Reading excerpts from thinker and philosopher Eugene Thacker's latest work, "Infinite Resignation." Thacker is a professor at the New School in NYC, and in his essay "On Pessimism" is composed of aphorisms / fragments which explore the concept. You can purchase the book here: https://tinyurl.com/y6d6k2wzI also share some thoughts about how the perspective of pessimism relates to Beyond Left & Right (BLR) philosophy.Intro/Outro song is my own composition, except for the drum track, which comes from https://www.drumdrops.com/. Follow me on Twitter: https://twitter.com/becomeother

43mins

20 Feb 2019

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Ep. 60 – Eugene Thacker, In the Dust of This Planet: Horror of Philosophy

Always Already Podcast, a critical theory podcast

In what could be their first trio podcast, co-hosts James, Emily, and B tarry with the Preface and a Chapter titled “Occult Philosophy” from Eugene Thacker’s In the Dust of this Planet: Horror of Philosophy, vol. 1. Before launching in, James shares some good news, and B befriends a finger monster. The team was at first hesitant about the text. But why? Perhaps they were a bit bewildered by Thacker’s arguments concerning the history of the philosophical “in-itself”? Or the world-for-us? Or their overall relationship to the horror genre? Was this Thacker’s critique of the Western canon? Or is Thacker’s archive unknowingly neo-colonial?  Does the archive show us the limits of knowledge (as the promise of horror as the fear of the unknown forebodes) or does it reproduce “the ruse of [Western] reason” by another name and through another’s pen? But why the Hell is post-colonial and anti-racist critique the “easy” critique anyway? Join and listen as all three of our co-hosts discuss one of the many purposes and pitfalls of academic publishing, the perils of public anti-intellectualism, and the dynamism of genres.Support us on Patreon to help us upgrade our recording equipment, potentially provide episode transcripts, and more – plus, you may have the chance to jump your request to the top of the request queue. Thanks to Bağlan for requesting Thacker. Requests for texts for us to discuss? Dreams for us to interpret? Advice questions for us to answer? Email us at alwaysalreadypodcast AT gmail DOT com. Subscribe on iTunes. Follow us on Twitter. Like our Facebook page. RSS feed here. Thanks to Bad Infinity for the intro music, “Post Digital,” from their new album FutureCommons; always already thanks to B for the outro music. For the mp3 of the episode click here.https://alwaysalreadypodcast.files.wordpress.com/2018/12/Thacker.mp3 Links: In the Dust…, at Zero Books A video analysis of Twin Peaks from the perspective of Thacker’s work, produced by Zero Books Thacker on WNYC’s Radiolab podcast Thacker’s Horror of Philosophy series at Zero Books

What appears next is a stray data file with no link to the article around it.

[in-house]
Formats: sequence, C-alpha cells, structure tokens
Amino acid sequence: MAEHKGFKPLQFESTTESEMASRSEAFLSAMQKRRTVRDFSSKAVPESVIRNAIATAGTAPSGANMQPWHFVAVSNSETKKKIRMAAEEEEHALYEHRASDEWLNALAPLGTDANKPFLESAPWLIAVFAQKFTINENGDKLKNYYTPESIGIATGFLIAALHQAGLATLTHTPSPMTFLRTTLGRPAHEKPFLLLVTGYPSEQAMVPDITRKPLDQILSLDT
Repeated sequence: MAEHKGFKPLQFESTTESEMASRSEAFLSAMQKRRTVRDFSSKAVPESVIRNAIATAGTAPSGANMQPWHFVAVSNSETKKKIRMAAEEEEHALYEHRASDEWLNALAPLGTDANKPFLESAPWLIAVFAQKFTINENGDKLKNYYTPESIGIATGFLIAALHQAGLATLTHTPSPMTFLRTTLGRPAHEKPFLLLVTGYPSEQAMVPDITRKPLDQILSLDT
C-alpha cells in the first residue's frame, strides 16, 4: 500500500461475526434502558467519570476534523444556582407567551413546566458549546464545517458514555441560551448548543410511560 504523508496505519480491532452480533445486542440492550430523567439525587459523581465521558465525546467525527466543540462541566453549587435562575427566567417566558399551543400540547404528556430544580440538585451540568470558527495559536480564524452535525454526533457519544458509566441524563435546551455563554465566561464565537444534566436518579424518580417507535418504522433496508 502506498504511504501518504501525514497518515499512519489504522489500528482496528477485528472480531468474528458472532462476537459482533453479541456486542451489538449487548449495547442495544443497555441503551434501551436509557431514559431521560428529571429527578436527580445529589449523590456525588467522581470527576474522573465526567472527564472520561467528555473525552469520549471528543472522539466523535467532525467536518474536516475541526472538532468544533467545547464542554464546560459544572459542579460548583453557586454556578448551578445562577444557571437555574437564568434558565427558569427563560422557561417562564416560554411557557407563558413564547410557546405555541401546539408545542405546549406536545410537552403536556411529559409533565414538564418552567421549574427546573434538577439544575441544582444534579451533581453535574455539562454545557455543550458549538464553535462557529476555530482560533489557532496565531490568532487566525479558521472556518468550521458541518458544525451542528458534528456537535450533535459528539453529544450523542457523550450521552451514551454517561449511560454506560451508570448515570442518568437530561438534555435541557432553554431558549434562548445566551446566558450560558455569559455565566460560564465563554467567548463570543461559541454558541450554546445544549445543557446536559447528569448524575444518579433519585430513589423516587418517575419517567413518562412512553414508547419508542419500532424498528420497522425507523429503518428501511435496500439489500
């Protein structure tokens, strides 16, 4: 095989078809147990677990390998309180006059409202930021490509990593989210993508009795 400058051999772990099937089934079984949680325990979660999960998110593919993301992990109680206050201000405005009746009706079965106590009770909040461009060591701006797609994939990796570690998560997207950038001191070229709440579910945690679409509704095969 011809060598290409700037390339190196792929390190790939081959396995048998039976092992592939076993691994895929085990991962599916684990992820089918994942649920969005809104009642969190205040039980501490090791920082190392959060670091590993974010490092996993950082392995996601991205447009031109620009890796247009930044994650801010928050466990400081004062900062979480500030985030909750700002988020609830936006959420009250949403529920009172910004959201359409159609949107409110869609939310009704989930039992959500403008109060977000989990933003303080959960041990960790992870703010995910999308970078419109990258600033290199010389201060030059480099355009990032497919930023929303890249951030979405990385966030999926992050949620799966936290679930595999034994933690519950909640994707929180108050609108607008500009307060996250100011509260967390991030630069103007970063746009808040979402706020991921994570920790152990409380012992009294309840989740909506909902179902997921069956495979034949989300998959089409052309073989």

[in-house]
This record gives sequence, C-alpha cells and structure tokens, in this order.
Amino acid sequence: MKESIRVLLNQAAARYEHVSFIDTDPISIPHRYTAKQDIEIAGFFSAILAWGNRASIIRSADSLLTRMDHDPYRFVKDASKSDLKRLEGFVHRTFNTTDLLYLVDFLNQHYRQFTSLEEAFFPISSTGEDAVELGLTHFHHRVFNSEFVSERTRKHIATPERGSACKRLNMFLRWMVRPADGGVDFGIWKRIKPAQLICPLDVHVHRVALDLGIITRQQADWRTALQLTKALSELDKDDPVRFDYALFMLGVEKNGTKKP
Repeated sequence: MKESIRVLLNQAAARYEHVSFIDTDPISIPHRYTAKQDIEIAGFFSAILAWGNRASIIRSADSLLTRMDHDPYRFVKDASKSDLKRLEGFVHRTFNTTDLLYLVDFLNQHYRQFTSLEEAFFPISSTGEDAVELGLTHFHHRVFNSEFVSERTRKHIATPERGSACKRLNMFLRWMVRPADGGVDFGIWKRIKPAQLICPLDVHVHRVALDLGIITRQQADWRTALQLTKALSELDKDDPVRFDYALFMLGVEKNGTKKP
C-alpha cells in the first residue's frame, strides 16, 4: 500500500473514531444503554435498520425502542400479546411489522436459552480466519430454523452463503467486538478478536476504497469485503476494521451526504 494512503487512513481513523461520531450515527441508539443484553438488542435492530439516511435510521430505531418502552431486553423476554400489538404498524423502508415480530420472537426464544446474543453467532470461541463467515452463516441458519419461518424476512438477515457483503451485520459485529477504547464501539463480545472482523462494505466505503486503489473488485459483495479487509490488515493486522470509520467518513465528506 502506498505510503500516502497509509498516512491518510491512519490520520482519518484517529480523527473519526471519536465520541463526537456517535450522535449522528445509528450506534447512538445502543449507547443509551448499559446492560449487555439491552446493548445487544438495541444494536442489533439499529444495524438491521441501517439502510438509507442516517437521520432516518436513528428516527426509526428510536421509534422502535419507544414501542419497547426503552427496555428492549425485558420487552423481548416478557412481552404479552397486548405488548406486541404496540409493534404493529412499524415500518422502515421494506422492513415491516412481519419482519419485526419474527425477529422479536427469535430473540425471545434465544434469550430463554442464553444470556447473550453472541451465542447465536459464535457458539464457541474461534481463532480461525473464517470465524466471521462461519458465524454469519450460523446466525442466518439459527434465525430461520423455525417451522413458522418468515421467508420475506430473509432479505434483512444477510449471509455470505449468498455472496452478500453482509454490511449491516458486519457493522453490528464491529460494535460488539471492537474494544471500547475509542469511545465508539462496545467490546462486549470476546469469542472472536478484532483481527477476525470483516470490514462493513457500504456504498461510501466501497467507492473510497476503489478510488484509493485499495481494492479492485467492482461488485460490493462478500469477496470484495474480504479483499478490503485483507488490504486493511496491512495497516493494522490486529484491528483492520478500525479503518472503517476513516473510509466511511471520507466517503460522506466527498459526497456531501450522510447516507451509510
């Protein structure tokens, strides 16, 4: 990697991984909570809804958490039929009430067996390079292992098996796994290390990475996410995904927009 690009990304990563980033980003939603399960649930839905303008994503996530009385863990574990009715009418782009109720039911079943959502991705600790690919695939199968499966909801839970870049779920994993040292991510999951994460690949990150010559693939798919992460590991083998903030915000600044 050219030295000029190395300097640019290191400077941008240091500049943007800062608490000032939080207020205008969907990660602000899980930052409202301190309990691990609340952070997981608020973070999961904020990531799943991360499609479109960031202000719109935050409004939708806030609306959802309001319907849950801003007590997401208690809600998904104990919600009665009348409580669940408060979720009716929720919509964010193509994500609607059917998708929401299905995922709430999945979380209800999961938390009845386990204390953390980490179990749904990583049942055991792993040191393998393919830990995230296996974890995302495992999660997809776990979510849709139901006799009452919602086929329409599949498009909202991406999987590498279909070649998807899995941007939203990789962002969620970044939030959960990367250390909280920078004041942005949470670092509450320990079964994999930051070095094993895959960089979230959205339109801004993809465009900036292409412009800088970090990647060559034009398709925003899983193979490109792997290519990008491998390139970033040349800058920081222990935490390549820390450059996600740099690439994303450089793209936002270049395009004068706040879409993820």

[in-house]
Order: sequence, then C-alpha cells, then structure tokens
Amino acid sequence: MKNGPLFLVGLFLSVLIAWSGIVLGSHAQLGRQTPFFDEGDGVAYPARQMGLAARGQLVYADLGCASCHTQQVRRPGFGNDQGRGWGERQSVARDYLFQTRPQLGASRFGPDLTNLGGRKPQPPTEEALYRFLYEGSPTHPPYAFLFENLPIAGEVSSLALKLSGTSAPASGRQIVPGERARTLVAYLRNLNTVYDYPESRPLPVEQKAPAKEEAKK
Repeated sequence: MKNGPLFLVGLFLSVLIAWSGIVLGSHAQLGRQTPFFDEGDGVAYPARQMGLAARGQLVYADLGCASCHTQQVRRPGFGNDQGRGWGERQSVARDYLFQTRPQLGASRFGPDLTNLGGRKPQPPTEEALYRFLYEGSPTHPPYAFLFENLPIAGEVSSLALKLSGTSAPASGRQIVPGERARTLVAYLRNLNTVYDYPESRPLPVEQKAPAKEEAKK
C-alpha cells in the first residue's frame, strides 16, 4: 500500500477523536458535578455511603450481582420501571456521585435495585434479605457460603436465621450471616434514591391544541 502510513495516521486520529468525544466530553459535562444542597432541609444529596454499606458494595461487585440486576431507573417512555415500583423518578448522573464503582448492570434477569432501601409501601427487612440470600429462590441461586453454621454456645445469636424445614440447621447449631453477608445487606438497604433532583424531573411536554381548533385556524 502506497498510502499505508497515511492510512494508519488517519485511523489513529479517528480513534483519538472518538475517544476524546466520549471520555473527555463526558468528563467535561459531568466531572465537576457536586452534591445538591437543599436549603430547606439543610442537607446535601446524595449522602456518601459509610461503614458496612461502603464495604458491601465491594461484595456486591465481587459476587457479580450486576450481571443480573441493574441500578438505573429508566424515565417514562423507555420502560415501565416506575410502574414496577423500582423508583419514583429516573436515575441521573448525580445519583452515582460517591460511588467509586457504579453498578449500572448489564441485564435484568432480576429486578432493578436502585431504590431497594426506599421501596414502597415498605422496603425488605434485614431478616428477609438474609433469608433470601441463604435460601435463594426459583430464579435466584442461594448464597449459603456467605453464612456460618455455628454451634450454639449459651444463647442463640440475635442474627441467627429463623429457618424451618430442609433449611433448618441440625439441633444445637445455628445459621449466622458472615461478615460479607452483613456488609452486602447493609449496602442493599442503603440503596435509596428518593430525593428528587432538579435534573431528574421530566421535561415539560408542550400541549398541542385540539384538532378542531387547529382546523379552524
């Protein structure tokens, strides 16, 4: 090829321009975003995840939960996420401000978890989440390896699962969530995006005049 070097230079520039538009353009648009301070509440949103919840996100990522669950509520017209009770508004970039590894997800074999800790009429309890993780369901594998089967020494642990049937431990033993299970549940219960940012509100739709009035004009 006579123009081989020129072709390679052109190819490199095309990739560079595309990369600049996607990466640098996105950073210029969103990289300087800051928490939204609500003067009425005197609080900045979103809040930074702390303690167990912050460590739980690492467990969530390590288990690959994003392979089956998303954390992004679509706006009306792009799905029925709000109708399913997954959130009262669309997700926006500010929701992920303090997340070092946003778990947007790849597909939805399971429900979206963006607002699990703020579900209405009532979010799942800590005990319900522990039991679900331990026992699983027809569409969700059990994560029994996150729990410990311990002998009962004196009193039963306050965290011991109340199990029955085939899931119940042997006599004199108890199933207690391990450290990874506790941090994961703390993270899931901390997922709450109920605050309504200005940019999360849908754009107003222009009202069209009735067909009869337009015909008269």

27 Dec 2018

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Eugene Thacker, “Horror of Philosophy” (Zero Book, 2011-2015)

New Books in Critical Theory